Impact Report: Washington, DC Immigration Fellowship

In News by Emma Ruben

Updates from DC: Kelly Hii's First Quarter

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"Every day I am more and more grateful for the opportunity to be a fellow at Ayuda."


DC Immigration Fellowship First Quarter Report

Since September, EJA Immigration Fellow Kelly Hii has supported 31 clients through her work with Ayuda in Washington, DC. Read about her impact in Kelly's full First Quarter Report.

It was still dark outside when we pulled into the parking lot. My morning coffee hadn’t quite kicked in yet as I stumbled into the small, brightly lit waiting room of a non-profit organization that works with survivors of domestic violence on Maryland’s Eastern Shore. As I looked around, I was surprised to see how many people had shown up. The room was filled with women waiting for an immigration consultation. Some made eye contact with us and smiled kindly. Others looked anxious and kept their heads down. They all had suffered greatly and were looking for some relief.

In this part of the state, legal immigration representation is hard to come by. Most of the private attorneys that do exist are out of the question for survivors of domestic violence because of the cost. That is why Ayuda teamed up with this local non-profit organization to provide free immigration consultations for 15 of the organization’s clients. I had the privilege of assisting with five of these consultations led by an Ayuda attorney.

Needless to say, we listened to some heartbreaking stories that day. We also witnessed tremendous acts of bravery as one by one, the clients opened up and trusted us with their past. I was amazed but not surprised by the resilience demonstrated by these women as they continue to work hard at often difficult jobs to provide for themselves and their families. What was surprising, however, was that most of them actually did have a viable form of immigration relief and did not even know it.

“We listened to some heartbreaking stories that day. We also witnessed tremendous acts of bravery as one by one, the clients opened up and trusted us with their past.”

With news coming out almost every day about the termination of different forms of immigration relief, many non-citizens assume that they have no option to remain here legally. Many also believe that they are unable to access basic human necessities, such as affordable food and health care. These new and complicated changes in law and regulations have not been clearly explained to those whom they affect most, resulting in great fear and despair within parts of the immigrant community. While a lot of these assumptions are well-founded, there are many folks who do have options but have not pursued them due to lack of available and affordable legal representation.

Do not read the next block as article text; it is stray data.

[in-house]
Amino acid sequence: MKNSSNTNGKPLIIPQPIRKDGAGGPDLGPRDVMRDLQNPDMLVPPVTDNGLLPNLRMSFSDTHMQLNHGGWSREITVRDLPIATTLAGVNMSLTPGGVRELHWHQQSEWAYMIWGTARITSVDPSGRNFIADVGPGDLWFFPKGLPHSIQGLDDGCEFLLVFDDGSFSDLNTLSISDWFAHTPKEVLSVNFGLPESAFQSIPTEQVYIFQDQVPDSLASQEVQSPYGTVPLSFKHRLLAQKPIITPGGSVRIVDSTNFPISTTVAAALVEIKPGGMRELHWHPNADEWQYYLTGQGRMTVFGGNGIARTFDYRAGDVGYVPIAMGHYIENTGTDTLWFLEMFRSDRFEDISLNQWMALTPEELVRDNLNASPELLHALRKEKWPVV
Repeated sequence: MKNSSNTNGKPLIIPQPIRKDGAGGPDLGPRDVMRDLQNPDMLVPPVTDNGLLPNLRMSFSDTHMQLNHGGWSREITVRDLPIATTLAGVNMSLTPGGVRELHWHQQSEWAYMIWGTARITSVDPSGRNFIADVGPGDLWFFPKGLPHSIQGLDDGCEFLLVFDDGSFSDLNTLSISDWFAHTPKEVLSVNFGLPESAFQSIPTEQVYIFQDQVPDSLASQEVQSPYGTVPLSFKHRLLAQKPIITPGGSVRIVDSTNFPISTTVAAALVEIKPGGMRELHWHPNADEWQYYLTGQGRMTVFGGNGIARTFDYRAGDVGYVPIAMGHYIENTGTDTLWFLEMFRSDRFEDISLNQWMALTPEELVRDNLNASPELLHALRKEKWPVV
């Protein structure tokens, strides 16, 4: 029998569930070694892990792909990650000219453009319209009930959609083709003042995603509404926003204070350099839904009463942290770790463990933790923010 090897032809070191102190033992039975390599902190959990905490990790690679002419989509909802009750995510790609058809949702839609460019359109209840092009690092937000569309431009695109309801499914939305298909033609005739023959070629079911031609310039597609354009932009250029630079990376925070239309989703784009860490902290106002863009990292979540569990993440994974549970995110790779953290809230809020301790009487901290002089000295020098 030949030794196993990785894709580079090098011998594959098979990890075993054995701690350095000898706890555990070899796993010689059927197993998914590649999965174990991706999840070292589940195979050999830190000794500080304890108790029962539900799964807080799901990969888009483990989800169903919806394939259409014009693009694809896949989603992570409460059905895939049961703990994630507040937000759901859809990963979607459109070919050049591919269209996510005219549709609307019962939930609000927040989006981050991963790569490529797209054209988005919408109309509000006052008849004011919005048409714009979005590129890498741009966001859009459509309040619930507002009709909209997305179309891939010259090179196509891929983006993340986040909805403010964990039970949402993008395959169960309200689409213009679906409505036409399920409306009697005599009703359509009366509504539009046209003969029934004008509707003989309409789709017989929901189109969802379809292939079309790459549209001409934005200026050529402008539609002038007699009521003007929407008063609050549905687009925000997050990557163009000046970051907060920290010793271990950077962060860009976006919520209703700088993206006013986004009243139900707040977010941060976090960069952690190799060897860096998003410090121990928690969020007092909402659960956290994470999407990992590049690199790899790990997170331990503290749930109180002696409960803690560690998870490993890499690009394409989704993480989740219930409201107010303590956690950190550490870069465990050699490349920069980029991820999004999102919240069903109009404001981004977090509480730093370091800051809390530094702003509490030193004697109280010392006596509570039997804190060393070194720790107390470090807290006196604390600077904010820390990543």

Many clients we met with during the consultations were surprised that they could in fact continue to receive public benefits and were likely eligible to apply for a visa based on surviving domestic violence. It was a powerful experience for Ayuda attorneys to provide the proper information and watch the client’s eyes light up as they considered a brighter future.

Because there were so many clients, we were only able to meet with each one for about an hour- just enough time to earn the clients’ trust, hear about their background, and get enough details to see whether and for what type of case they might qualify for. Before we left, we made sure we had spoken to each client about their rights and the process for applying for immigration status and responded to all their questions. We promised that we would discuss their case with our team and get back with them soon about the potential for full representation. I was excited to get back to the office to talk through the cases, and even more excited when I was assigned to represent a few of these clients on my own.  

Every day I am more and more grateful for the opportunity to be a fellow at Ayuda. For anyone who is not familiar, “ayuda” means “help” in Spanish. While we do help our clients with their immigration matters, I’ve realized it’s more than that. We get to work with our clients to take whatever traumatic and heartbreaking thing that happened to them in the past and use it as a building block for a better future. I am constantly blown away by the positivity, hard work, and gratitude displayed by our clients, despite the all the barriers they face in their daily lives. I am humbled that I’ve been able to play even just a small part in our clients’ journeys towards achieving their fullest potential here in the United States.

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